The Democrats need a hard lesson to learn and their pandering is disgusting….I am through with them and the only way to hurt them to get them to finally learn the lesson is not to vote for them.

      Rudy Giuliani has a better GLBT record then Hillary….and even Dick Cheney does…now that’s a statement.

      Aug 12, 2007 at 12:46 am · @ReplyReply to this comment ·
    • ProfessorVP
      ProfessorVP

      Thank you, Rock. And for you apologists of the Clintons… as G.W. Bush would say, “It’s hard work. REAL hard work.”

      Aug 12, 2007 at 1:29 am · @ReplyReply to this comment ·
    • hephaestion
      hephaestion

      Hillary was as cold as ICE in her response to Melissa Etheridge’s statement about having our hearts broken when Bill Clinton signed DOMA.

      Richardson’s candidacy is doomed now. He may be less homophobic than ALL of the Republican candidates, but his inability to speak well at the forum just plain “done him in.” It was the biggest blunder of anyone’s candidacy to date.

      Aug 12, 2007 at 12:29 pm · @ReplyReply to this comment ·
    • ProfessorVP
      ProfessorVP

      This just in: Richardson’s manager explains that Bill mis-heard the question. Bill thought the question was “Which is a better place for shopping for newlyweds’ gifts, Pottery Barn or Crate and Barrel.” Naturally, Bill said that it was a matter of choice. I hope this clarifies things.

      Aug 12, 2007 at 6:21 pm · @ReplyReply to this comment ·
    • Craig Browning
      Craig Browning

      Hmmm… where are my posts from the other day?

      Aug 12, 2007 at 8:10 pm · @ReplyReply to this comment ·
    • dfrw
      dfrw

      Bill Richardson heard fine. He said what he thought. It will lose him a lot of votes and garner others. That’s reason enough not to vote for him in the primaries as far as I am concerned.

      As for the others, such as Clinton (whose husband gave us Don’t Ask, Don’t Tell and DOMA, they won’t be getting my vote in the primary either.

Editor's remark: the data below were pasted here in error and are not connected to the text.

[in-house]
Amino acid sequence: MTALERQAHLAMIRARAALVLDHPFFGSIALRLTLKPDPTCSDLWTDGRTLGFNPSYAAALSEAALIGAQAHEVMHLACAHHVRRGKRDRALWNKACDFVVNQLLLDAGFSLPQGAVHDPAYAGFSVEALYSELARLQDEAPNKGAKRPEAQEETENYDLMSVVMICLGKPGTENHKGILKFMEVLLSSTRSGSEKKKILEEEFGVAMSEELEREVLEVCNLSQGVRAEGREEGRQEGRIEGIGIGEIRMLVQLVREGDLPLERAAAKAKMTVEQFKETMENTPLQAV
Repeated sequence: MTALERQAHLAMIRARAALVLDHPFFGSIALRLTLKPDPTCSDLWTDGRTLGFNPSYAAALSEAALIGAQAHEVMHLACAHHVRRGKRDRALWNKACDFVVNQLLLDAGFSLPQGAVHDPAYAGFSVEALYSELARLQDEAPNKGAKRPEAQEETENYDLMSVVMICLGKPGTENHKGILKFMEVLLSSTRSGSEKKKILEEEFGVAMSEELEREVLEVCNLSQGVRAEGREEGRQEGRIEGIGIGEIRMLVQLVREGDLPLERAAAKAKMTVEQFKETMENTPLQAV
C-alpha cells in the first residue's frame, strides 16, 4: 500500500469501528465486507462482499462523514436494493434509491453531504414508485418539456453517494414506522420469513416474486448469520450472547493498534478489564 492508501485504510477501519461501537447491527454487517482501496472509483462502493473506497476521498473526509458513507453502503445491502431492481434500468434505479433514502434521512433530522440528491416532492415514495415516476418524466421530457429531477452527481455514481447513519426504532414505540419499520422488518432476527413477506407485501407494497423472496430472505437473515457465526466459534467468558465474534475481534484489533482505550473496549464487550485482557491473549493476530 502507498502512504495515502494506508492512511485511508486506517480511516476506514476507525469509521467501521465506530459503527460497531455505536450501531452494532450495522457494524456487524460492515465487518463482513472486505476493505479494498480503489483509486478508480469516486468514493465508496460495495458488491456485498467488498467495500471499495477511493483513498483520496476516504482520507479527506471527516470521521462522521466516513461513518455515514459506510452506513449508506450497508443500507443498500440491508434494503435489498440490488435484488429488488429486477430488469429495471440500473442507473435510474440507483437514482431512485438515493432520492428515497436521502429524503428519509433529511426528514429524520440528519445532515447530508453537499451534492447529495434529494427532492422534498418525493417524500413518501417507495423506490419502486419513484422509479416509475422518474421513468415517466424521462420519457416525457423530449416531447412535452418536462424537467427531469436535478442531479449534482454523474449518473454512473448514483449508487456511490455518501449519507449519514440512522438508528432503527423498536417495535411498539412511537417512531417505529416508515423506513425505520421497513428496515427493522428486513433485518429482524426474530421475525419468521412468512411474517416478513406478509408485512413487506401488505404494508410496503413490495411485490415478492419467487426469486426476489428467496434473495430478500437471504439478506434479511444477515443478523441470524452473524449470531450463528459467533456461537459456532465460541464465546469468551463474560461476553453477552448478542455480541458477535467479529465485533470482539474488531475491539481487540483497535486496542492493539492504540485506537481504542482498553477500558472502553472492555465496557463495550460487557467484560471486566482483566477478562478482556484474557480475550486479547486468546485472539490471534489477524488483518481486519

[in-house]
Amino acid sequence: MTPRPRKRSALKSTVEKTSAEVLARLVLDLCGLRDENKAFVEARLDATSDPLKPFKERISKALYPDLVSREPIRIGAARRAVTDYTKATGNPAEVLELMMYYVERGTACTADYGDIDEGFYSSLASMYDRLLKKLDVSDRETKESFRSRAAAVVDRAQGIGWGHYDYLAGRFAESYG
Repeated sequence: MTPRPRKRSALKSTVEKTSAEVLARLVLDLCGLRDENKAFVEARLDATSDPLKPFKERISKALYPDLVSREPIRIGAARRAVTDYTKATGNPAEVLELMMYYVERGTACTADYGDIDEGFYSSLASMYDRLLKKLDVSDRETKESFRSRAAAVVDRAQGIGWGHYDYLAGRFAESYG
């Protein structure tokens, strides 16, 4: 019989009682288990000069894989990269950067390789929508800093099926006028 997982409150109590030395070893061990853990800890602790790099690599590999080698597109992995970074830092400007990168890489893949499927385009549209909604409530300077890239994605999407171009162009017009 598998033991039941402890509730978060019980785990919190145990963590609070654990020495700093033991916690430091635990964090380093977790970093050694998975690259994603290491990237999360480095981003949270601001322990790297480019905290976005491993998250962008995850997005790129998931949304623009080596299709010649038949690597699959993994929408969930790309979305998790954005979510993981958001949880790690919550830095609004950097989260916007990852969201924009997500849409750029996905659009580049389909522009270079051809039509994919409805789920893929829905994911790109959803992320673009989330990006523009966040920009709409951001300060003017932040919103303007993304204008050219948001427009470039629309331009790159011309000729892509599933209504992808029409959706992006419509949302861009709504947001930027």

My vote goes to Kucinich because he’s earned my vote and believes in real equality.

      I sure as heck am not going to miss out on the opportunity to select the Democrat for President when it finally matters. Florida has moved its primary up to January and now the state matters. I recommend that each of you check the primary date in your state and then vote in it. Vote for who you want to be on the national ticken, not who you think can win (unless that happens to be the same person). Then, help that person win the national election.

      By all means do not stay at home and give up your right to vote.

      Daniel

      Aug 13, 2007 at 7:08 am · @ReplyReply to this comment ·
    • Matt
      Matt

      I agree with the posters above who point out the Dems’ failure to pony-up on so many issues. I’ve been astonished at the way the curren Dem majority in Congress is nonetheless towing the Bush line and giving him what he wants; so what if they don’t have a decisive majority, it’s time they acted like something other that quivvering, spineless jellies! That said, the prospect of “teaching them a lesson” by withholding support from less-than-perfect candidates is pretty horrifying. Think about it: it would be “better” to have another Republican administration, with more Republican appointees to courts, more Republican stifling of science more Republican dismantling of civil liberties (Guiliani will be ALL about “homeland security” dontchaknow), and more divisive, repugnant Republican scare tactics on everything from terrorists to lesbian moms? I’m sorry, but with all respect that seems to me to be too high a price to pay for teaching Dems a lesson. Instead of eating our own and feeling all pious about our political purity-of-essence, maybe we should get a little more real-politick in our point of view, and recognize that a small step forward, while not as good as a leap, is better than a continued backward slide.

      Aug 13, 2007 at 9:34 am · @ReplyReply to this comment ·